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Sony Grand Wega? Good buy at $5300??

Discussion in 'Archived Threads 2001-2004' started by Anthony Moore, Jul 3, 2002.

  1. Anthony Moore

    Anthony Moore Supporting Actor

    Jul 12, 2001
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    I was wondering if this TV is a good buy at $5300. It's HUGE, and looks great at my local shop.

    Are there other TV's out there at this price that look better? bigger?

    Or are there some out there that look about as good that are cheaper?

    What are some advantages and disadvantages of it being "LCD"? Does it make a difference? Is LCD a good thing for televisions?

    Any info would be appreciated..thanks
  2. Jim FC

    Jim FC Stunt Coordinator

    Feb 5, 2001
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    The Grand Wega came out at $8000, but dropped pretty quickly and can now be found at most shops for $6000, so $5300 is a decent deal. The stand that Sony makes for it is ridiculously overpriced, so I'd look for something else to put it on.

    About the Grand Wega: on an HD or DVD input this is a smokin' TV... devastating detail and clarity. Regular cable or satellite doesn't look as good as on some other TVs in my opinion, but the picture on this TV with the right signal is outstanding. It's a Sony, and Sony is notorious for low contrast levels, so colors are a little washed out when compared to other brands, but it's a great looking TV. Other advantages are that it is very lightweight and thin, and is a tabletop type TV, the only 60" RPTV you can say that about. Because it is LCD, it will not have convergence problems down the line that all CRT-based RPTVs are prone to. The only types of TV that will rival the detail available on this TV are plasma ($$$$) and DLP, which has its own bunch of problems.

    Biggest disadvantage: you need to replace the bulb every so often. I guess the bulb is about $200ish, and count on replacing it every other year. It is also a rear-projection TV, so the viewing angle is somewhat limited, but no more so than any other RPTV out there. Hope this helps!.
  3. Dean McManis

    Dean McManis Agent

    Jun 30, 1997
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    I own the Sony KL-W9000 50", which is the LCD predecessor to the 60" Grand Wega.

    I love this display. When it was first released, it was sold as a presentation display, and at $17K it was destined for only corporate/event use.

    But the price dropped, and I watched it go down over a few years to $11K, then $7K then $5500. And when it dropped to $2200 new, I bought one.

    The KL-W9000 was based on the same 1066 X 480 panels from Sony's LCD front projector W400Q, but in addition to HDTV input, it also handled computer resolutions.

    As far as bulb life goes, mine was rated at 6000hrs, and I'm currently at around 4650 hours after 3 years. The picture still looks bright, and I haven't seen any color variation for reds that I've heard of with some UHP bulbs.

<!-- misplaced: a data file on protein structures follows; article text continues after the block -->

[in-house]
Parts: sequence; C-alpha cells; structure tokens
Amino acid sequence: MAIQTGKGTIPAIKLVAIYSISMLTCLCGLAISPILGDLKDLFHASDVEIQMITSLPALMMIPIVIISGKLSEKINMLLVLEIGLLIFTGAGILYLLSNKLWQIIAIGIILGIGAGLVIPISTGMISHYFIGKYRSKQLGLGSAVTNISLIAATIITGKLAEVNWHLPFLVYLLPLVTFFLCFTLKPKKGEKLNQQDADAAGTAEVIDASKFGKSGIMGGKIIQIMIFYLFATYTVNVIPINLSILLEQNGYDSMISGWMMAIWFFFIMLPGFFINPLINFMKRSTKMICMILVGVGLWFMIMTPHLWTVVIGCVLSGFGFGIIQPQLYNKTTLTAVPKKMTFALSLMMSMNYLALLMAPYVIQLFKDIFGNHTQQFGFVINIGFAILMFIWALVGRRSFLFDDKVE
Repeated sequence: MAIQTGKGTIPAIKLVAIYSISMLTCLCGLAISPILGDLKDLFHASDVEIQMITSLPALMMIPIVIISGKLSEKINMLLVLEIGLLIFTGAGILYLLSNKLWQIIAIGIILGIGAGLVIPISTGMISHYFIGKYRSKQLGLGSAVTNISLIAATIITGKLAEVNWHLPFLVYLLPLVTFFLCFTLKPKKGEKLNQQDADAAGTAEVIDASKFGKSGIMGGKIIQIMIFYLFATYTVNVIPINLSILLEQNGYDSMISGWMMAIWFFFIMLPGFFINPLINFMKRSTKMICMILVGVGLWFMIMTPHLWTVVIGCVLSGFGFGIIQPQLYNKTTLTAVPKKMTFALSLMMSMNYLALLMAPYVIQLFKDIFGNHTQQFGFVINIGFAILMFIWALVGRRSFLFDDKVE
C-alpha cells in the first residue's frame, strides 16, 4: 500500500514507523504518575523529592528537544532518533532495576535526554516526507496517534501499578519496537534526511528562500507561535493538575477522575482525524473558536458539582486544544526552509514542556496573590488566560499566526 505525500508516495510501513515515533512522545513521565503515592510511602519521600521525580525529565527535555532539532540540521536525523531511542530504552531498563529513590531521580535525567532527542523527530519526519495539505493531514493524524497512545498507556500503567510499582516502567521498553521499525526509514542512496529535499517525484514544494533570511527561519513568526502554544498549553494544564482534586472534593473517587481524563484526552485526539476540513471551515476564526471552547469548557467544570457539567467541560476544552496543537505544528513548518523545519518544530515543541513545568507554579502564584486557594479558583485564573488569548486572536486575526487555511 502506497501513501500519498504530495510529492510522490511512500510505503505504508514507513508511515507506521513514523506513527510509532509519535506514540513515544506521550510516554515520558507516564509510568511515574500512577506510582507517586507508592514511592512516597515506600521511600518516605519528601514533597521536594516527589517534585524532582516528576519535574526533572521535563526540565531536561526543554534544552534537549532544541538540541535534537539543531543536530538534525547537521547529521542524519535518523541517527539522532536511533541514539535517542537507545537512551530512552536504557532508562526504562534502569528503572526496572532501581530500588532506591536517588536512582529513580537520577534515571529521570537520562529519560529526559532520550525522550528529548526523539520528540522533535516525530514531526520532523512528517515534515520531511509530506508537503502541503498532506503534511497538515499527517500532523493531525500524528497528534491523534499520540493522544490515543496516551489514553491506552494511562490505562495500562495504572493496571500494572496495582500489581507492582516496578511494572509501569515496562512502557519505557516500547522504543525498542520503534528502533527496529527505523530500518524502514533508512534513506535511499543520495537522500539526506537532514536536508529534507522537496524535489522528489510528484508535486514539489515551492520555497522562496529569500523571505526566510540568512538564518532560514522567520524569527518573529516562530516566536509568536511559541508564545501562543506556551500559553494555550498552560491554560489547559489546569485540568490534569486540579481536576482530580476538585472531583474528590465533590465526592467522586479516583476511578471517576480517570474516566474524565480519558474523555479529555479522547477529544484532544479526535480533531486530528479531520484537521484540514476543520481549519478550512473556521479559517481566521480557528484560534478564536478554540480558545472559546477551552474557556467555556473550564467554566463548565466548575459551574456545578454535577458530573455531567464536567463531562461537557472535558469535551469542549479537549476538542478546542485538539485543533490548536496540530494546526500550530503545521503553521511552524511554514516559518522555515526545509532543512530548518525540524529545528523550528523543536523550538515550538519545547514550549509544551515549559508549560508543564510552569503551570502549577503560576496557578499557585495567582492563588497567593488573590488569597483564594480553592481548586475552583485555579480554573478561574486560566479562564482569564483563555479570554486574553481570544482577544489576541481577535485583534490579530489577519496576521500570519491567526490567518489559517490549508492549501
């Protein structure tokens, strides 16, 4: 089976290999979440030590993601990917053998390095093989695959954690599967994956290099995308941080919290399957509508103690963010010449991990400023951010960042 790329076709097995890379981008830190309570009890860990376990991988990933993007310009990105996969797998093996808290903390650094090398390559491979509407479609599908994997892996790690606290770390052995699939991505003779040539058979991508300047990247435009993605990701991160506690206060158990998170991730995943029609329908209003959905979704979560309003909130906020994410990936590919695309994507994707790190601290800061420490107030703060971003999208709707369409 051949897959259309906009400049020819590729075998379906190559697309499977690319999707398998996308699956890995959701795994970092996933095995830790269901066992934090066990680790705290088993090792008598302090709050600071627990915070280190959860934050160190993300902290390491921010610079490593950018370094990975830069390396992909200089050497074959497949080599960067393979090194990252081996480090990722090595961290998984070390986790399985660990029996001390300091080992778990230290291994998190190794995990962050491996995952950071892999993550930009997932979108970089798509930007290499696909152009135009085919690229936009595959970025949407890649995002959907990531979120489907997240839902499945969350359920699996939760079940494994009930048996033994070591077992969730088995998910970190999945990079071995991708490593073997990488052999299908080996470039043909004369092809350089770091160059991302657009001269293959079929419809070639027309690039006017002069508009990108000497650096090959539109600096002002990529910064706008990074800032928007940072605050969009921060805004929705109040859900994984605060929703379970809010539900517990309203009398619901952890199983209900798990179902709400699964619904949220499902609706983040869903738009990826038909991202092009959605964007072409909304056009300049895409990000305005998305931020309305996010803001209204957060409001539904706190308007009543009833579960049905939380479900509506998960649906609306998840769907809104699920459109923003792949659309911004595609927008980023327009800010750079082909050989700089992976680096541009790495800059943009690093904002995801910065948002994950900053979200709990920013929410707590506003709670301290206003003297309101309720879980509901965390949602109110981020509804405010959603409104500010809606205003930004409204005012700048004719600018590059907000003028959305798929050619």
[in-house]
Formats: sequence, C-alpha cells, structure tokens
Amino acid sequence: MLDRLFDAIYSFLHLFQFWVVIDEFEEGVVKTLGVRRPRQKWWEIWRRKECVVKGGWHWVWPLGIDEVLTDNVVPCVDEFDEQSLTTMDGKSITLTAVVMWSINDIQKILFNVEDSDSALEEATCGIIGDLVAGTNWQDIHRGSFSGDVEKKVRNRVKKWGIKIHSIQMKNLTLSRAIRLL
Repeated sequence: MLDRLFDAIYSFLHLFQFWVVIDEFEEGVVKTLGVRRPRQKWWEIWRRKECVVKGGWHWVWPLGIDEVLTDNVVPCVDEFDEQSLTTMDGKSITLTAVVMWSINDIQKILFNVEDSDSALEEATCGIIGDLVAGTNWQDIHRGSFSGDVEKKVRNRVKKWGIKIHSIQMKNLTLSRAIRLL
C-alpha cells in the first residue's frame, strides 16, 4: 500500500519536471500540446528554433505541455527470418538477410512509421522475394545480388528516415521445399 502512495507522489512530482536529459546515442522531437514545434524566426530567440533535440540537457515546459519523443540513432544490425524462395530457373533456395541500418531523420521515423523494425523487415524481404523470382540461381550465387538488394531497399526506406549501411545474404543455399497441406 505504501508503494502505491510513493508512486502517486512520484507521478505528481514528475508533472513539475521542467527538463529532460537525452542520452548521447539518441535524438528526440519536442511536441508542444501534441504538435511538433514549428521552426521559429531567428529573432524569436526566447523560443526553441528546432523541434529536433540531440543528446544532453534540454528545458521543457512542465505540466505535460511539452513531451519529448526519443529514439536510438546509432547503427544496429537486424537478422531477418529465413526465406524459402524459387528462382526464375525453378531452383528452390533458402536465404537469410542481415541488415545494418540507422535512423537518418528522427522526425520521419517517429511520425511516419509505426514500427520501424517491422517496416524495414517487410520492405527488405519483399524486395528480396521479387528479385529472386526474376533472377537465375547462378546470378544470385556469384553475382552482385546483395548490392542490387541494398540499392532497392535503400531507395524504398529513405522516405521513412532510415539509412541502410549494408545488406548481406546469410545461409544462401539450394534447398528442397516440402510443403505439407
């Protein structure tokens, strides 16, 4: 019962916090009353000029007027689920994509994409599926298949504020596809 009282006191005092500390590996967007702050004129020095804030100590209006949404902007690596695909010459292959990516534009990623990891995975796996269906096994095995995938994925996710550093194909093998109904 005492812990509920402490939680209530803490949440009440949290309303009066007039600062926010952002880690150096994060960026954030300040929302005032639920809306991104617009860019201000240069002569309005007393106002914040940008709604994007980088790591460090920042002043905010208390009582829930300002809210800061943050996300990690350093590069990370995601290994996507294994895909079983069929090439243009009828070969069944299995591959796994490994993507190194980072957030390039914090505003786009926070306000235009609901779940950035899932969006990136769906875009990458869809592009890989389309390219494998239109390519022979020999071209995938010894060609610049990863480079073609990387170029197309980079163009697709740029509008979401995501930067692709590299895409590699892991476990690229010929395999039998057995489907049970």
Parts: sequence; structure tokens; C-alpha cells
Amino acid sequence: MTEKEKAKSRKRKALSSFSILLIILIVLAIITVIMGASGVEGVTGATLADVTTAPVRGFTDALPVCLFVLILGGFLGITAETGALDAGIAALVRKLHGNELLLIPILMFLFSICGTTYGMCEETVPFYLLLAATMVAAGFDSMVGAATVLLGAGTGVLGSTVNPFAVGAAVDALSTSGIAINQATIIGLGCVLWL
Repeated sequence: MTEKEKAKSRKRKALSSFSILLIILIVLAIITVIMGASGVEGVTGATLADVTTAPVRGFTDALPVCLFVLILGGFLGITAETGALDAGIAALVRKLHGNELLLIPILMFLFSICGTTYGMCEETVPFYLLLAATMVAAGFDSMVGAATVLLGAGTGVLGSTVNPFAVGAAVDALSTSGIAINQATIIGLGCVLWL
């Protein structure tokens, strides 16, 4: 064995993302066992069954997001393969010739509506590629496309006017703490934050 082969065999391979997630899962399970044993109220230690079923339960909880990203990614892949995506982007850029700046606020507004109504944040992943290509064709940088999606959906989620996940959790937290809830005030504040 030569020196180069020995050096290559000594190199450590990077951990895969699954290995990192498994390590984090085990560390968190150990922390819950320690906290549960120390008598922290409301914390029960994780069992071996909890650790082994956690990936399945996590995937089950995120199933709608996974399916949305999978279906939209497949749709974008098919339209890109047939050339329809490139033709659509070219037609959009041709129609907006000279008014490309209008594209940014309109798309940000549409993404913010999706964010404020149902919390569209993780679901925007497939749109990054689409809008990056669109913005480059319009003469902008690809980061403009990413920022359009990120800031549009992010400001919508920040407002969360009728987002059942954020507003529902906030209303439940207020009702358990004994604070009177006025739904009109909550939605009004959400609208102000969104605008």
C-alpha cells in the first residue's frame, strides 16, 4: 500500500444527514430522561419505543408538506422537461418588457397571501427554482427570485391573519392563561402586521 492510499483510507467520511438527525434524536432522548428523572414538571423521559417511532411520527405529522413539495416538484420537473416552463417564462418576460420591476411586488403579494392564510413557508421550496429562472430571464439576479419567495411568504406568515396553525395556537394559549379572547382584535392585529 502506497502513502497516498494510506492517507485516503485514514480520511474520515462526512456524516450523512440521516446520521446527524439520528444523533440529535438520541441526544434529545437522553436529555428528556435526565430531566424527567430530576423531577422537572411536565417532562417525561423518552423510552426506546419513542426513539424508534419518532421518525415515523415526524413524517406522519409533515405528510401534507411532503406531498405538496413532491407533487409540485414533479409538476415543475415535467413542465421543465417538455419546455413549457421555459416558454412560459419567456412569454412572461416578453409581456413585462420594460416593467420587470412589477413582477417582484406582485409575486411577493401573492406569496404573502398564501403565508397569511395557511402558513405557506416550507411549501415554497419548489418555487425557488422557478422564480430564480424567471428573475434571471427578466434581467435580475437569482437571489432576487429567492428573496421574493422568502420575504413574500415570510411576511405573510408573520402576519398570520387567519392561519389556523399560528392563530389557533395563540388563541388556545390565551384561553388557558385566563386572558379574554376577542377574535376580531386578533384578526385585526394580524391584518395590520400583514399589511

I think that the black level and contrast is very good for a LCD display. MUCH better than the $12K 52" Panasonic DLP RPTVs, but not quite as deep as CRT displays.

    I don't mind the difference, but you should look at them side-by-side to see what you think.

    The advantages of the LCD design is VGA input. Which some CRT RPTVs have, and I'm not sure if the Grand Vega does.
    And light weight. At 65lbs, my RPTV is about 300lbs+ lighter than a CRT RPTV is with a comparable screen size.
    And at 22" deep it looks VERY thin, like a plasma display.
    And the big reason that I bought the LCD RPTV was that there is no real chance of CRT burn-in.

    Having owned a CRT RPTV before, as well as several CRT FPTVs I know that you can be careful, and not crank the brightness and contrast to avoid CRT burn-in. But with LCD, there are no worries, and you don't need to deal with convergence. Just replace the bulb whenever it goes out.

    As much as I like my Sony RPTV, I think that the current $5K+ price of the Grand Wega is still a bit steep. There is deep discounting going on with CRT RPTVs now because of new models and connection standards coming out, so with the good looking picture, it would be tough to justify the 2X+ price of teh LCD RPTV over a regular DTV compliant CRT RPTV.

    Also there are DLP and LCOS RPTVs coming out later this year for probably the same or less money that share the advantages of digital RPTV displays, but have a tighter pixel gap and better contrast.

    And for $5300 you can get a really nice front projector that can be portable, or ceiling mounted to give you more room space, and a much larger picture. The only downside is shorter bulb life and higher bulb cost, so generaly I suggest that if you go the front projection route, that you keep your old tube TV for watching news and ordinary TV, and use the FPTV for movies and events to cut bulb usage to a minimum.


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